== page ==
The Queen donned rarely seen diamond and ruby butterfly brooch

Keeping Philip close to her heart: Queen wore rarely seen diamond and ruby butterfly brooch she received as a wedding gift for first engagement since Prince Harry and Meghan Markle named their baby Lilibet after her

  • Queen, 95, took part in a meeting via videolink from Windsor Castle yesterday
  • Held virtual audience to receive Ambassador from the Republic of South Sudan
  • Opted to wear diamond brooch that was gift from 1947 wedding for appearance
  • Has worn the butterfly piece, which also features rubies, on rare occasions 
  • Marked first appearance since Harry and Meghan named their daughter Lilibet  

The Queen wore a rarely seen diamond and ruby brooch she received as a wedding gift for her first public engagement since Prince Harry and Meghan Markle named their daughter Lilibet after her. 

The monarch, 95, donned the glittering butterfly brooch as she held a virtual audience to receive Ambassador from the Republic of South Sudan  yesterday.

The heirloom was a gift from the Dowager Countess of Onslow at her wedding to the late Prince Philip, in 1947 and is rarely worn by the royal. 

The appearance is the Queen’s first since the Duke and Duchess of Sussex welcomed their daughter and made headlines after they named her Lilibet Diana Mountbatten-Windsor.

The Queen is known as ‘Lilibet’ by close members of the Royal Family, although it is believed that her late husband was the last to call her directly by the nickname.  

The Queen, 95, wore a rarely seen diamond and ruby brooch she received as a wedding gift for her first public appearance since Prince Harry and Meghan Markle named their daughter Lilibet

The rarely-seen glittering butterfly brooch features diamonds and rubies and was a wedding gift for the royal

The monarch has worn the piece less than a handful of times in the last couple of years, last opting for the brooch for a church service in Sandringham in 2019.

Before that, the Queen hadn’t worn the glittering brooch since 2012, when she wore the first to visit the Sandringham Women’s Institute.

On Tuesday, her Majesty conducted two virtual Audiences via video link from Windsor Castle. 

She met with the ambassador from the Republic of South Sudan, Ms Agnes Oswaha, and with the High Commissioner for the Republic of Mozambique in London, Ms Albertina MacDonald.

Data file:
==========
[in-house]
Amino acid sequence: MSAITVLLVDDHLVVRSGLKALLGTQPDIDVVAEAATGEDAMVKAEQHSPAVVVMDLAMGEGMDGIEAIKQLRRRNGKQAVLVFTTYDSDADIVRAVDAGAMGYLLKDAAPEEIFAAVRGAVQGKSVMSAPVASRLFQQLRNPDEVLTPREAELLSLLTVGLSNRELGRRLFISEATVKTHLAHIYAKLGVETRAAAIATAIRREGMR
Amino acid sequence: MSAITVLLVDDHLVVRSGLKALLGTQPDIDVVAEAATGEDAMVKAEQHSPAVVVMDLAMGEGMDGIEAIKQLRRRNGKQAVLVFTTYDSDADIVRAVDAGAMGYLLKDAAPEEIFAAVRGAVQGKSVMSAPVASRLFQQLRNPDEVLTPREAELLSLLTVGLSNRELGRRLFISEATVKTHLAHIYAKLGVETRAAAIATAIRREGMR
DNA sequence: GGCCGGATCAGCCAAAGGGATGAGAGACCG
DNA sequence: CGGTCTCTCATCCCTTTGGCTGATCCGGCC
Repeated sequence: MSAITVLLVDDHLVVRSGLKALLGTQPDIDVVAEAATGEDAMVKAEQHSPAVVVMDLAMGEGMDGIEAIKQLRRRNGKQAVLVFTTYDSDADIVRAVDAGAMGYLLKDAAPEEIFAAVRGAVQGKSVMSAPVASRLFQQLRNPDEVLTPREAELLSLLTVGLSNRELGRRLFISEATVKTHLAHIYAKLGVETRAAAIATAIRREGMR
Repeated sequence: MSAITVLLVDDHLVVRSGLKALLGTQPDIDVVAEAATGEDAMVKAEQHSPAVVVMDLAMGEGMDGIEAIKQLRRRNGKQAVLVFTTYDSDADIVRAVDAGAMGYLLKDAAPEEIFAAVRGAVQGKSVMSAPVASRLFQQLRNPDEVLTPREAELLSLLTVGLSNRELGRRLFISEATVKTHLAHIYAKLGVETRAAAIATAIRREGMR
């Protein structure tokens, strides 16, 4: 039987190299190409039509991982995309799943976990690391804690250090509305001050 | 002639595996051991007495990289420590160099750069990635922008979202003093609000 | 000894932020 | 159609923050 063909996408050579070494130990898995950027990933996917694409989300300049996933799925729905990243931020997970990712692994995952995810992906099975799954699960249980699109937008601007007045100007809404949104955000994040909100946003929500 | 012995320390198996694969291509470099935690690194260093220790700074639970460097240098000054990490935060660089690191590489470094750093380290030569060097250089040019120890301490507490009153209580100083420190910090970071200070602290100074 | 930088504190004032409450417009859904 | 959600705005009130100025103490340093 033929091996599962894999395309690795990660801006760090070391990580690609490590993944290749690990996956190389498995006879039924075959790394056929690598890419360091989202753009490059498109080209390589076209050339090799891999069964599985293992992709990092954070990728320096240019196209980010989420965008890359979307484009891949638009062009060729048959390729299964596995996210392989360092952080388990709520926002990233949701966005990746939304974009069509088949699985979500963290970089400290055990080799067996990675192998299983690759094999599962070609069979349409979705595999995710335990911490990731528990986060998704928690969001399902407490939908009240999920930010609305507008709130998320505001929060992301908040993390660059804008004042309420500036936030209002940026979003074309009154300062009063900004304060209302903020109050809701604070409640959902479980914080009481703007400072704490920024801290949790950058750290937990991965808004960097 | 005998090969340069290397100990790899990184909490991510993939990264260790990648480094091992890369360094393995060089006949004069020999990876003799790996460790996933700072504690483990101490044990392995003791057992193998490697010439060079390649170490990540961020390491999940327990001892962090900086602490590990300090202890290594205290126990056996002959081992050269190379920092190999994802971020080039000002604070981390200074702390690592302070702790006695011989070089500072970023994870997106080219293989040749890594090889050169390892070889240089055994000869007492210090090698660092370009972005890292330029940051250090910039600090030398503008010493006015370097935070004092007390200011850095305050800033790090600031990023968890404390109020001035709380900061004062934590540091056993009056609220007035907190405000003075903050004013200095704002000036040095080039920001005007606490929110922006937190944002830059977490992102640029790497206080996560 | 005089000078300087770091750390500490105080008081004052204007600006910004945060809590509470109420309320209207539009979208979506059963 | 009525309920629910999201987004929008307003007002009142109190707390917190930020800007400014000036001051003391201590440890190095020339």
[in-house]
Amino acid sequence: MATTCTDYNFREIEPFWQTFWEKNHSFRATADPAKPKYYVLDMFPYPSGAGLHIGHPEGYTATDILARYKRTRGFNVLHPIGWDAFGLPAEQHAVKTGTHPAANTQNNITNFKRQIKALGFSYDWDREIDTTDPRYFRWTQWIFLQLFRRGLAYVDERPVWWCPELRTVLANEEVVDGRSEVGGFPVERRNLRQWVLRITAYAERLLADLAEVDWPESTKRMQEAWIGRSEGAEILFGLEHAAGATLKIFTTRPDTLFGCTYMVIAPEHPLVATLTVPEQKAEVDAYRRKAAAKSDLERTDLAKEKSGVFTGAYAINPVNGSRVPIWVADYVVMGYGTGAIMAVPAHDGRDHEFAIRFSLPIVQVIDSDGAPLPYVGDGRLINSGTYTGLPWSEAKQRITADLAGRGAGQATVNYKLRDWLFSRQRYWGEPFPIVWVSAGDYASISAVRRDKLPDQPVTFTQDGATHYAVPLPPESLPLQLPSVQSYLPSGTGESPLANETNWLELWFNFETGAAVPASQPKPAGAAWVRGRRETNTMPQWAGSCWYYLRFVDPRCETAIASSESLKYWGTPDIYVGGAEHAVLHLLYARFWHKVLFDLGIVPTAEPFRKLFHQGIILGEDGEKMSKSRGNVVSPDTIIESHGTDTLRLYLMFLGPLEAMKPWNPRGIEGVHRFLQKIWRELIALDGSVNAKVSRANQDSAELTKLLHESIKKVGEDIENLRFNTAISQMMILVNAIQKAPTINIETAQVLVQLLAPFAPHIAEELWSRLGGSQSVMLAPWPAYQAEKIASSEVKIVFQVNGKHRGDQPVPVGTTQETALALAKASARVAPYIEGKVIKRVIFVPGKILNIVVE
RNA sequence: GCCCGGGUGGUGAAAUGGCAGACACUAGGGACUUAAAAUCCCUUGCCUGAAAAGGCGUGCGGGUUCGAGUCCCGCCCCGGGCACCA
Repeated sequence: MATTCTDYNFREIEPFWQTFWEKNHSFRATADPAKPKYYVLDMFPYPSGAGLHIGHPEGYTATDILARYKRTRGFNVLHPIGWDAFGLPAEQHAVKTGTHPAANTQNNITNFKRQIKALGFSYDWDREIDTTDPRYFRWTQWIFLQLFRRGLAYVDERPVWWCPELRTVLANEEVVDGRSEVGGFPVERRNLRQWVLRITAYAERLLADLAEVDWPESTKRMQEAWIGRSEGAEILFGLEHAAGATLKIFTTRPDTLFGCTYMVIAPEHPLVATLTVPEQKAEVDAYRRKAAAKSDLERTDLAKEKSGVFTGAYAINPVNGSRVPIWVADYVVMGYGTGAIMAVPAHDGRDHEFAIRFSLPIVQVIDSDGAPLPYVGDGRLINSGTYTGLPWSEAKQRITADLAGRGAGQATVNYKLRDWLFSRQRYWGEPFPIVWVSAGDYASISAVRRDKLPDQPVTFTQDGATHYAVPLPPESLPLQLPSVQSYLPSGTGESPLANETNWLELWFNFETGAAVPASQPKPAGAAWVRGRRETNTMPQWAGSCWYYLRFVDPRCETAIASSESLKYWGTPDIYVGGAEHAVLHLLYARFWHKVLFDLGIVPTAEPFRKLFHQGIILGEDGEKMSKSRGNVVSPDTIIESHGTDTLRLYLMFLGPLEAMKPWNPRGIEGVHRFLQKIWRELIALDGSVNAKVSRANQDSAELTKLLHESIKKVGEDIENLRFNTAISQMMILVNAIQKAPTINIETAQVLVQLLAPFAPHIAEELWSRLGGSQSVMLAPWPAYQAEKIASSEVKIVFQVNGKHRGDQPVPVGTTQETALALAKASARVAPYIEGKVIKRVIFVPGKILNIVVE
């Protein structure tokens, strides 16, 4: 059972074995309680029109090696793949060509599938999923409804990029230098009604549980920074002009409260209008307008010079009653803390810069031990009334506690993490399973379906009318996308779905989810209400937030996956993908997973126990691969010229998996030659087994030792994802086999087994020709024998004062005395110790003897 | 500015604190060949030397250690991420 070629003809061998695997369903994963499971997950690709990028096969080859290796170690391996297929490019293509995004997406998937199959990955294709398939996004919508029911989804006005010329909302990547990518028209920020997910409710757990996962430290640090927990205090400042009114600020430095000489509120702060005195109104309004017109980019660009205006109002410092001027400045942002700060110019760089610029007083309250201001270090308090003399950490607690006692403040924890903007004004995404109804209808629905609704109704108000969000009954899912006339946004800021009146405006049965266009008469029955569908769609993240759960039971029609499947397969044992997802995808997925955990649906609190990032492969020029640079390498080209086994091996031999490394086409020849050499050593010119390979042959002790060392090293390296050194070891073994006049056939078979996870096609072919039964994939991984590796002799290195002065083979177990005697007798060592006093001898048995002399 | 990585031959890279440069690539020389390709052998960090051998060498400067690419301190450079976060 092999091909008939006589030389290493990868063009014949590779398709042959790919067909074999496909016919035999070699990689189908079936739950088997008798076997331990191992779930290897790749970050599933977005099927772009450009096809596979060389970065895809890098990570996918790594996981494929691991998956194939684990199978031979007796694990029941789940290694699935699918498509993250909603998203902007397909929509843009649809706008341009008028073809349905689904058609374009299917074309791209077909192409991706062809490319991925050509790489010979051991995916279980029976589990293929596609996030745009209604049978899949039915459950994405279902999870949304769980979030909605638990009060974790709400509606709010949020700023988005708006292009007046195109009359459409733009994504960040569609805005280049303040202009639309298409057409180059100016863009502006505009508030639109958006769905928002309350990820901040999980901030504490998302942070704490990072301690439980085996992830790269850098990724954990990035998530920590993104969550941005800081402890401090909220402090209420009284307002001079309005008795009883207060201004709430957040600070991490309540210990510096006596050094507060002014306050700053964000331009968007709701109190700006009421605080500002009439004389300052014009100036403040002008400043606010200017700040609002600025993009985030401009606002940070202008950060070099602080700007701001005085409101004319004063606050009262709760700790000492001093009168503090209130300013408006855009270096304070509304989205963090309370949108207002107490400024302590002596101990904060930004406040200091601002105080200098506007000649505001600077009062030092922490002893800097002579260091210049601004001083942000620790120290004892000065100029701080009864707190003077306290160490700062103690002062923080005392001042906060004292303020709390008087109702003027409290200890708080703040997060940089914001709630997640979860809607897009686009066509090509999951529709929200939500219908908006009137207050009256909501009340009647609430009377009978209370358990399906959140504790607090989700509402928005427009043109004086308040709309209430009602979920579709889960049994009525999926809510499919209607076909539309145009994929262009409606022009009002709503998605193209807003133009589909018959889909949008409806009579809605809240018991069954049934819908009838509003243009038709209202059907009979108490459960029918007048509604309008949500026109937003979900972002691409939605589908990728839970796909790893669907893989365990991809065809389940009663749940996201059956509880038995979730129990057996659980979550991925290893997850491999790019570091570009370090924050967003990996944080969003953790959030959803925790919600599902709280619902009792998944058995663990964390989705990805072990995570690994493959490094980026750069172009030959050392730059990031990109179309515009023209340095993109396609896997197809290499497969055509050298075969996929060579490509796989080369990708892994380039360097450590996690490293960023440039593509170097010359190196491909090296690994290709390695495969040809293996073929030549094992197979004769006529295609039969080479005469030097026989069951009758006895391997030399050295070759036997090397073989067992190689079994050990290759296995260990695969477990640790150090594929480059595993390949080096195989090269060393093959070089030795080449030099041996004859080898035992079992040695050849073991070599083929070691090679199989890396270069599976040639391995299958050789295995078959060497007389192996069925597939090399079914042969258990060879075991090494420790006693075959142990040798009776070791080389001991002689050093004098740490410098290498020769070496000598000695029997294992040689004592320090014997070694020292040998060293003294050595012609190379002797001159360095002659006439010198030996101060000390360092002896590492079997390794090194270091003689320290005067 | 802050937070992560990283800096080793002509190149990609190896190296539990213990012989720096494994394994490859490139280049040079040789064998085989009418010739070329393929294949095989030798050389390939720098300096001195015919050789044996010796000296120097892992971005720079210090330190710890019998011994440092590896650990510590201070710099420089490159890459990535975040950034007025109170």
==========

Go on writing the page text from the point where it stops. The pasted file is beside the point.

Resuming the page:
The heirloom was a gift from the Dowager Countess of Onslow at her wedding to the late Prince Philip, in 1947 and is rarely worn by the royal

The appearance comes amid a briefing war between Buckingham Palace and the Duke and Duchess of Sussex over their decision to call their daughter the Queen’s personal nickname Lilibet. 

The Duke of Edinburgh referred to his wife as Lilibet, writing to his mother in law after their wedding: ‘Lilibet is the only ‘thing’ in the world which is absolutely real to me.’ 

It was revealed today Prince Harry and Meghan Markle did not ask the Queen for permission to name their daughter Lilibet.

Senior Buckingham Palace sources confirmed to BBC royal correspondent Jonny Dymond this morning that the Queen was ‘never asked’ her opinion on the couple’s decision to name their second child after her.

The monarch donned the glittering diamond and ruby butterfly brooch as she held a virtual audience to receive Ambassador from the Republic of South Sudan earlier this week

The bombshell briefing from senior palace aides refutes claims from sources close to Harry and Meghan who told the BBC and other media sources that the couple had asked the Queen for permission before naming their daughter Lilibet – the monarch’s nickname coined when she was a child.

But in another twist to an increasingly muddled saga, Omid Scobie, a close friend of the Sussexes, slapped down the BBC’s report just an hour later and insisted the Queen was the first person Harry called after the birth of his daughter.

Mr Scobie also said that the couple would not have used the name Lilibet if the Queen had not been supportive of the move.

On Tuesday, the Queen met with the ambassador from the Republic of South Sudan, Ms Agnes Oswaha, and with the High Commissioner for the Republic of Mozambique in London, Ms Albertina MacDonald

The Duke and Duchess of Sussex welcomed their daughter on Friday morning – before announcing her birth on Sunday – and made headlines after they named her Lilibet Diana Mountbatten-Windsor.

Sources close to the couple insisted they had discussed the new baby’s name with the Queen before the announcement but Buckingham Palace revealed to the BBC this morning that the monarch was not consulted.

In an extraordinary briefing war between the palace and the Sussexes played out through the BBC, Omid then said: ‘A Sussex source says that the Queen was the first family Harry called after Lilibet’s birth and during that conversation, he shared the couple’s hope of naming their daughter in her honor. Had she not been supportive, they would not have used the name.

The appearance comes amid a briefing war between Buckingham Palace and the Duke and Duchess of Sussex over their decision to call their daughter the Queen’s personal nickname Lilibet

‘Those close to Prince Harry confirm that he spoke to close family before the announcement so perhaps this report highlights just how far removed aides within the institution (who learned of the baby news alongside the rest of the world) now are from the Sussexes’ private matters.’  

Experts are split on how the Queen will view the tribute – some have claimed that Her Majesty will have been unhappy about the choice of name – others believe she will be touched.

Angela Levin told ITV’s Good Morning Britain that Her Majesty will be upset, adding: ‘I think she’s desperately unhappy because they were desperately rude about her. I don’t think it’s a good idea. I think it’s quite rude to her Majesty the Queen’. 

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